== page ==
Taisha Sturdivant, next time I see you in person I want to give you a big hug and take you out to dinner. I am so proud to be in the same college as you, and I want to wish you a happy birthday. I really look forward to meeting you in the future.

The story:

Taisha Sturdivant grew up around Four Corners, in Dorchester, on a dead end called Harvard Park that looked nothing like a park and was home to no one who went to Harvard. The gangsters sold their drugs and fired their guns and Taisha winced at the pop-pop-pop and kept her head down.

Her brother started running with a gang, and then one day he wasn’t running anymore: He was standing, in a courtroom, in front of a judge, because he sold drugs.

“First time I was in a courtroom, I was 12. It was to show support for my brother,’’ she said. “He’s still incarcerated.’’

Taisha Sturdivant grew up around Four Corners, in Dorchester, on a dead end called Harvard Park that looked nothing like a park and was home to no one who went to Harvard. The gangsters sold their drugs and fired their guns and Taisha winced at the pop-pop-pop and kept her head down.

Her brother started running with a gang, and then one day he wasn’t running anymore: He was standing, in a courtroom, in front of a judge, because he sold drugs.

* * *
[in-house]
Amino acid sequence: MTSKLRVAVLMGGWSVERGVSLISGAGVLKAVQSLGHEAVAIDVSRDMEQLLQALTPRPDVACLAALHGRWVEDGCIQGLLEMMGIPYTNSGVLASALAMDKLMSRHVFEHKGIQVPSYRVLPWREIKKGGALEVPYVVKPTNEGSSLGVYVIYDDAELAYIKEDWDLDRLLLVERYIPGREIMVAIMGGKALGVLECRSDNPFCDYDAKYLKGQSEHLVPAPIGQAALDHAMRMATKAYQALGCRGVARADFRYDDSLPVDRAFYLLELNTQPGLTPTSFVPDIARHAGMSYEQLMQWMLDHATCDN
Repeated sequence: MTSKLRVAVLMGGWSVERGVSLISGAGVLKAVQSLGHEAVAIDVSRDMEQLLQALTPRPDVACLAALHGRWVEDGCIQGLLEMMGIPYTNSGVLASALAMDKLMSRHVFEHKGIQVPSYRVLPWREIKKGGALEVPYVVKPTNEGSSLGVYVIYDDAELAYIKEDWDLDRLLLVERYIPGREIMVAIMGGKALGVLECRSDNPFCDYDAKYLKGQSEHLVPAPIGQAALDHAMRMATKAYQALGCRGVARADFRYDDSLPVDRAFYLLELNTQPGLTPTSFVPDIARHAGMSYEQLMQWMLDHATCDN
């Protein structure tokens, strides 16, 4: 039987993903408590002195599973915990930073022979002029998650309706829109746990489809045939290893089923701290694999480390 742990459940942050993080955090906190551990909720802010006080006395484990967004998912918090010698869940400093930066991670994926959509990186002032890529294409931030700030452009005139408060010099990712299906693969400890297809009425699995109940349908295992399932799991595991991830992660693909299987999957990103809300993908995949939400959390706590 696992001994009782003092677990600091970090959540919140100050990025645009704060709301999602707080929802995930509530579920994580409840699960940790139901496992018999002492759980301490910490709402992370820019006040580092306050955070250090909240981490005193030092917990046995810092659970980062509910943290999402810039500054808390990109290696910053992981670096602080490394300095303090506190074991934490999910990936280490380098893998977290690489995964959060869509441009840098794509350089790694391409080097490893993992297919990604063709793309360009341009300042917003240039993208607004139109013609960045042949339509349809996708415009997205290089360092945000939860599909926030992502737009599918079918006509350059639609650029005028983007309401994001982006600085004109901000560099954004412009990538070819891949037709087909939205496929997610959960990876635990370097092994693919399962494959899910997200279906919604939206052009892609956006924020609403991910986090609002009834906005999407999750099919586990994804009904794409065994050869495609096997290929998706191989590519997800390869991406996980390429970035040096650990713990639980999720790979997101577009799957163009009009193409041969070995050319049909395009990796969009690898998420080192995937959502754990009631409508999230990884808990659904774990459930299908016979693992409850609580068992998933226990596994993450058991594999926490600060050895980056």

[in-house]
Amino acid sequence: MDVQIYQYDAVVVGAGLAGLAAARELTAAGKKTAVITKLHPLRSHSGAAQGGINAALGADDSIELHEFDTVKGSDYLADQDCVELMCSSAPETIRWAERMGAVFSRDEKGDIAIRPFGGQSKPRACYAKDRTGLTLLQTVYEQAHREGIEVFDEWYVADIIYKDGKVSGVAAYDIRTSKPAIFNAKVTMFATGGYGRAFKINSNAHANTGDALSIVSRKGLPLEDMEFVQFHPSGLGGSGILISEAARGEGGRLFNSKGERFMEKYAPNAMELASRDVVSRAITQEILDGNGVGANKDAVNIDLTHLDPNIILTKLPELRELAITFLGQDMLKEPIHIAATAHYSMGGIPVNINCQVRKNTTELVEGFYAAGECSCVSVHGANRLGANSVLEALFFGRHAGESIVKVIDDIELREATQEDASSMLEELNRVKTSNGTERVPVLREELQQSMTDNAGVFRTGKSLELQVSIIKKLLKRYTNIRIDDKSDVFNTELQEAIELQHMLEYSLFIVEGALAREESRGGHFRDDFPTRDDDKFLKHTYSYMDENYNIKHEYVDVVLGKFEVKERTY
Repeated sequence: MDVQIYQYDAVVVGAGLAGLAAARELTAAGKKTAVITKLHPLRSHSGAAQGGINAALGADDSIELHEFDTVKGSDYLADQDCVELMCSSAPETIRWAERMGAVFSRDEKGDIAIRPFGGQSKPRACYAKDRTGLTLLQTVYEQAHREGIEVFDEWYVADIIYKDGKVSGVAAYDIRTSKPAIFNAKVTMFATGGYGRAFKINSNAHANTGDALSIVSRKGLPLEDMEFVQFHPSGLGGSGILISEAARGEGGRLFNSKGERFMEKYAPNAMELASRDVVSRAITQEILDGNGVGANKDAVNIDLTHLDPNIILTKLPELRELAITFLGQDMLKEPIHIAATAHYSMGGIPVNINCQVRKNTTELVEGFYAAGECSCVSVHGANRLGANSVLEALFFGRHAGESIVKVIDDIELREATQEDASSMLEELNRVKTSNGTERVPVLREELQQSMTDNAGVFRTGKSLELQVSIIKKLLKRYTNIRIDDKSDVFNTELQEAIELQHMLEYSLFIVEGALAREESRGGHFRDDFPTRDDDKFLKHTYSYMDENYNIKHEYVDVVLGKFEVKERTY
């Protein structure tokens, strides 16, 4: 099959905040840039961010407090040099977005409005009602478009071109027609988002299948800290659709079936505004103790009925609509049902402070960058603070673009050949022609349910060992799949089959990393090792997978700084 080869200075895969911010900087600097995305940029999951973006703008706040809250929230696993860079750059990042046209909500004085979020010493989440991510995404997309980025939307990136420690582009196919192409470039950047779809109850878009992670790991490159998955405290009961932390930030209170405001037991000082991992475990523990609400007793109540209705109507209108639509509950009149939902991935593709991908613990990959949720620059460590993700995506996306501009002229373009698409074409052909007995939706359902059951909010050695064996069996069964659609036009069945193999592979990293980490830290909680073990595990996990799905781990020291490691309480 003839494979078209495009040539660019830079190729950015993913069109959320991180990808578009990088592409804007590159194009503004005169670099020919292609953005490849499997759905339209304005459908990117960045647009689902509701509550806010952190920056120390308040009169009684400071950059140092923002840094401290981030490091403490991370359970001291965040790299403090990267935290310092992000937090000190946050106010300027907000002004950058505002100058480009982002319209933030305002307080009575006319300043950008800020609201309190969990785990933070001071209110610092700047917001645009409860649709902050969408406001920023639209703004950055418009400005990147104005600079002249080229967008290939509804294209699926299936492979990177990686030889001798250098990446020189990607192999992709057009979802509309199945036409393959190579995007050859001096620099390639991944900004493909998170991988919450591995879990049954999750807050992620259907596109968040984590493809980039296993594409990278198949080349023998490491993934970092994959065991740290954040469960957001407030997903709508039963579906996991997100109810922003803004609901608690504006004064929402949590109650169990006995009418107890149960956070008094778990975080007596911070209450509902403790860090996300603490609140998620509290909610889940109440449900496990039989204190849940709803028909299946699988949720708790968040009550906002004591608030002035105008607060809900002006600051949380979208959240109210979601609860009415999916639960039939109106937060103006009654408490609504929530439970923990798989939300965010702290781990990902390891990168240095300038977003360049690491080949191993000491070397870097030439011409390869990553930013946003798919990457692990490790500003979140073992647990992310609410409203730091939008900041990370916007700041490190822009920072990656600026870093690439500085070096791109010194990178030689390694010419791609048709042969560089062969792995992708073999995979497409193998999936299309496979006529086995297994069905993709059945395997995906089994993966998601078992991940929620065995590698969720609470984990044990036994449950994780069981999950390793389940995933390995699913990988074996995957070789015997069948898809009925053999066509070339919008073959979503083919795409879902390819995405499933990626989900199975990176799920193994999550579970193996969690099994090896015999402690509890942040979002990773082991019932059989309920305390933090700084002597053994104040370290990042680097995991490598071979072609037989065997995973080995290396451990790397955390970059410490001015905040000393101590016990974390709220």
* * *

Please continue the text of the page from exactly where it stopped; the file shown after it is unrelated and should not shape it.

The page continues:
By the time Taisha Sturdivant enrolled at Brandeis, many of the kids she grew up with were dead, in prison, or, like her sister, single parents living in the projects.

“No one I grew up with went to college,’’ she said. “No one.’’

She is 20 years old, going on 40. She’s a junior at Brandeis and she’s been on the dean’s list every semester. She writes poetry and knows a lot about the world. She spent last summer on the Mexican border, working with immigrants. She’s going to Ghana in January, for six months, to put into practice some of her ideas on education.

She’s going to finish up at Brandeis next year, go to law school, and then Taisha Sturdivant is going to change the world.

Believe it.

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